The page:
FIG. 2 is a sectional side view of a portion of rotating shaft conical fluid dynamic bearing motor 200 according to one embodiment of the present invention. Motor 200 comprises a rotating assembly 205, a stationary assembly 203, and a bearing assembly 207.

The rotating assembly 205 comprises a shaft 202 affixed to a hub 204 that supports at least one disk 206 for rotation. The shaft 202 may further comprises an opening 203 through which a screw or the like is driven to clamp disks 206 in place (for simplicity, the disk clamp is not shown). A gap 240 between the shaft 202 and the and the base 12 allows for rotation of the shaft. The shaft end or the facing surface of the base or counterplate may have a groove pattern thereon to enhance relative rotation and prevent contact between shaft end and base. The hub 204 houses a back iron 211 with a magnet 209 affixed thereon.

The stationary assembly 203 comprises a sleeve 208, mounted on the base 12. A stator 210 mounted on the sleeve 208 cooperates with the magnet 209 in the hub 204 to induce rotation of the hub 204 and shaft 202 relative to the sleeve 208.

The bearing assembly 207 comprises a first conical region 210 integral with the shaft and a second cone 212 typically affixed to the shaft 202. The first cone 210 is formed integral with a first end 201 of the shaft 202, while the second cone 212 may be, for example, press fit onto a second end 205 of the shaft 202 for ease of assembly. Forming the first cone 210 integral with shaft 202 creates a larger diameter at the first end 201 of the shaft 202, despite an overall decreased feature size. Therefore, the overall size of the shaft 202 may be reduced in accordance with power reduction demands, but the structural integrity of the shaft 202 is not compromised as a result of including a screw thread or other opening 203 in end 201. In other words, the effective diameter of the shaft 202 is larger at the end 201 for the screw thread 203, and the mounting interface for the hub 204, than is the effective diameter for determining power loss. Furthermore, both the bending stiffness of the shaft 202 and the angular stiffness of the shaft-to-hub interface are greater in this design than in prior configurations.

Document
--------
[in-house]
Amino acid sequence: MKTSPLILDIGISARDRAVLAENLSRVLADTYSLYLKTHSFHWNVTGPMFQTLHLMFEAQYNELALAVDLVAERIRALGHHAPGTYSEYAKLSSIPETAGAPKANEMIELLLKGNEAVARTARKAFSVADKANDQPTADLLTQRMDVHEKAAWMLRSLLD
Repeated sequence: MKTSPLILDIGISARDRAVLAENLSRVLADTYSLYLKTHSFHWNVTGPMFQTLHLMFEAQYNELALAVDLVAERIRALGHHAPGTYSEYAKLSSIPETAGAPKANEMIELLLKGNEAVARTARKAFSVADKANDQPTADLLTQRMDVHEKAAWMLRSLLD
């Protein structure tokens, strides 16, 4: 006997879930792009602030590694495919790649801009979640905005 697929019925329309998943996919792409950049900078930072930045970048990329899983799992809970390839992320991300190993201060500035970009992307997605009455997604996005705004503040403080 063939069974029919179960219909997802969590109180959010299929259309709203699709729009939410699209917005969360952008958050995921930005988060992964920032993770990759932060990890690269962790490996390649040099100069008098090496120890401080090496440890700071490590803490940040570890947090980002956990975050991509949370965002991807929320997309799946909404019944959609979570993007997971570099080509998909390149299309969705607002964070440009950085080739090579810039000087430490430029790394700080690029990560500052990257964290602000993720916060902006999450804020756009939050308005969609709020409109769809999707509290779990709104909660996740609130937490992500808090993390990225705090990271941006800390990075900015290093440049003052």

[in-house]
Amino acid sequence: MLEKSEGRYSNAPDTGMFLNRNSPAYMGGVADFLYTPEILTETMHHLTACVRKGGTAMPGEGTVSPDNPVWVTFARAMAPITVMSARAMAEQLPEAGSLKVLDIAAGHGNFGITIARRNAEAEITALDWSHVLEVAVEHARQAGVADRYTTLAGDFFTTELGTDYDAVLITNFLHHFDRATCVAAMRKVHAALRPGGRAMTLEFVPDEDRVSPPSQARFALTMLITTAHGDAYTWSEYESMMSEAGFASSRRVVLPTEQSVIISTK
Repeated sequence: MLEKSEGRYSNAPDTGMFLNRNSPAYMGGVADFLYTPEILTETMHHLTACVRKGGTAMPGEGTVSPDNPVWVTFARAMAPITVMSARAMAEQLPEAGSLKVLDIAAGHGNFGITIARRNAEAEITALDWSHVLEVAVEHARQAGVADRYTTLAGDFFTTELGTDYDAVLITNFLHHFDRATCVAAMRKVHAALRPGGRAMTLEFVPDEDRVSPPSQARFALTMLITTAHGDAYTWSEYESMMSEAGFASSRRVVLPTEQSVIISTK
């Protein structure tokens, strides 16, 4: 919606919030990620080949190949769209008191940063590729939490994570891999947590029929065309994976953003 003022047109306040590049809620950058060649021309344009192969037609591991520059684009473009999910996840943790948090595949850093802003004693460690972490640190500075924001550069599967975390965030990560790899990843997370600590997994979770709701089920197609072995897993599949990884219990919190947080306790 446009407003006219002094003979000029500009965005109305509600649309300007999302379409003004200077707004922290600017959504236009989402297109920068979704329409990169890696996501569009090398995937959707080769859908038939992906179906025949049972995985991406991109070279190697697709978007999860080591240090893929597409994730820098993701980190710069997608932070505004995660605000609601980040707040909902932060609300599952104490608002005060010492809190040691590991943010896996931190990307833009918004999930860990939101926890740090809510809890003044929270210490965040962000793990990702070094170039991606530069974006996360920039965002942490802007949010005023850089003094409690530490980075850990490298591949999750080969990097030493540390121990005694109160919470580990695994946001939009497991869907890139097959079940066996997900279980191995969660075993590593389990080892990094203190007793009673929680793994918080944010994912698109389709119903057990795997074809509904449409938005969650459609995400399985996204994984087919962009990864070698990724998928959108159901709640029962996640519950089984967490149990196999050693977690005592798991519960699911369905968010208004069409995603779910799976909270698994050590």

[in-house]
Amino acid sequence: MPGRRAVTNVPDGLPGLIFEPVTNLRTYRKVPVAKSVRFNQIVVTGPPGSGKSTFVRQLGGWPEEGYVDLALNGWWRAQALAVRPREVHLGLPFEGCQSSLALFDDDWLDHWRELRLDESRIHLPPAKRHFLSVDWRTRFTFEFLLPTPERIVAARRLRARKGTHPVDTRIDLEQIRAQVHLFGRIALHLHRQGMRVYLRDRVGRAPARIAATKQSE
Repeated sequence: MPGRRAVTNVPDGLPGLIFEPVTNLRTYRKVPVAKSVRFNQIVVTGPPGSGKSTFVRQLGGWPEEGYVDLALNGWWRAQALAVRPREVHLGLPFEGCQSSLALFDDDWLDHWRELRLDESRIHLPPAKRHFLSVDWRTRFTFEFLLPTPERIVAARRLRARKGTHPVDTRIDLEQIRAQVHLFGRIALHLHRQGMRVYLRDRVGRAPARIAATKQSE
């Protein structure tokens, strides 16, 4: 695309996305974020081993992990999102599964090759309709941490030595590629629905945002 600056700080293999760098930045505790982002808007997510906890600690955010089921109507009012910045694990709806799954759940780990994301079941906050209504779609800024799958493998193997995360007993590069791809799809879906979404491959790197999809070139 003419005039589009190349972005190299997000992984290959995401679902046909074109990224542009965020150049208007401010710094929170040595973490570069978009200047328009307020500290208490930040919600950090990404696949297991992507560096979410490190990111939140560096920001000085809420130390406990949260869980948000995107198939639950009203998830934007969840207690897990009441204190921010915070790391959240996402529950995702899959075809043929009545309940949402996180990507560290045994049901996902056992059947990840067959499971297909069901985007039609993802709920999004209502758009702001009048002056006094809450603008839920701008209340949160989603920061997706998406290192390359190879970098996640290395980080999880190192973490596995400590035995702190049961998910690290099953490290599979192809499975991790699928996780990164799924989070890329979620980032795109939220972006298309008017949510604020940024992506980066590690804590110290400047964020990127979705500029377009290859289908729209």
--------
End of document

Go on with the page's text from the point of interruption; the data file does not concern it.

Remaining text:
A fluid 214 such as air, oil, or gas is disposed between the shaft 202 and cones 210, 212, and facing surfaces of the sleeve 208. The fluid may be introduced through the fill hole 209 in shield 211; lower surface 215 of shield 211 cooperates with facing surface 217 of sleeve 208 to define radial capillary seal 216. This seal is to maintain the fluid level in bearing 210, via reservoir 223 which stores fluid in the plenum defined between seal surfaces 215, 217. A similar radial capillary seal 218 is provided at the end of second cone 212. Vented plenum 220 separates first and second conical bearings 250, 252 and exits through the sleeve 208; it comprises a radial bore 220 extending from the central region of the shaft through the sleeve 208 to the sleeve's outer surface 209. The first and second conical bearings 250, 252 further comprise an asymmetric region of pumping grooves 302 on one of the surfaces of the cones 210, 212 or facing surface of sleeve 208. The fluid dynamic grooves help to support stable rotation of the shaft 202 and hub 204 relative to the sleeve 208, while the pumping grooves 302 (which are preferably asymmetric) pump fluid 214 toward first and second capillary seals 216, 218. Fluid dynamic grooves 302 could be formed on the surface of the sleeve 208 facing the cones 210, 212 or on the surface of the cones. Capillary seals 216, 218 function as fluid reservoirs for conical bearings 250, 252; that is, when the motor 200 is spun down, fluid 214 is returned from the capillary seals 216, 218 to the volume occupied by the pumping seals 302. Capillary seals 216, 218 are depicted in FIG. 2 as radial capillary seals, but conventional capillary seals could be used as well, although a height penalty is incurred. Pumping fluid 214 as described above eliminates the need for internal re-circulation means in cones 210, 212 (i.e. drilled pathways), so that the size of the cones 210, 212 may be reduced without compromising efficiency.

Utilizing conical bearings 250, 252 as described will maximize both journal spacing and rocking stiffness, particularly if the apexes of the fluid dynamic grooves 302 are located near the midpoints of the cones 210, 212. In addition, the reaction forces in conical bearings 210, 212 will produce a restoring moment to the shaft 202. Incorporating a crowned surface in the cone 310, 212 also is effective in locating the apex to minimize power.

An alternate embodiment of the rotating shaft conical fluid dynamic bearing motor 400 is shown in FIG. 3. As in the previous embodiment, the motor 400 comprises a shaft with a first conical bearing 410 formed integrally on a first end 401 of the shaft 400, and a second conical bearing 412 affixed to a second end 405.